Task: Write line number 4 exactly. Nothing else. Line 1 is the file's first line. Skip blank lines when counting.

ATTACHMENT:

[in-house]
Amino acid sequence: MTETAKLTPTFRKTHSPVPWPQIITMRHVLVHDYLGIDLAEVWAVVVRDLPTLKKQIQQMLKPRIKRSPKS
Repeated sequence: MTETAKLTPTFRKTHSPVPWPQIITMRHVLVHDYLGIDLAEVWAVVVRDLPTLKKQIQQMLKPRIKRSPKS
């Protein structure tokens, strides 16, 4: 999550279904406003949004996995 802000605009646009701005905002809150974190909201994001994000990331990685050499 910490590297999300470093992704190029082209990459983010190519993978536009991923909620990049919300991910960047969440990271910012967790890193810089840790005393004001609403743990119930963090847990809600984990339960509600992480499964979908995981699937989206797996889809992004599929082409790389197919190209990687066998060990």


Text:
């Protein structure tokens, strides 16, 4: 999550279904406003949004996995 802000605009646009701005905002809150974190909201994001994000990331990685050499 910490590297999300470093992704190029082209990459983010190519993978536009991923909620990049919300991910960047969440990271910012967790890193810089840790005393004001609403743990119930963090847990809600984990339960509600992480499964979908995981699937989206797996889809992004599929082409790389197919190209990687066998060990």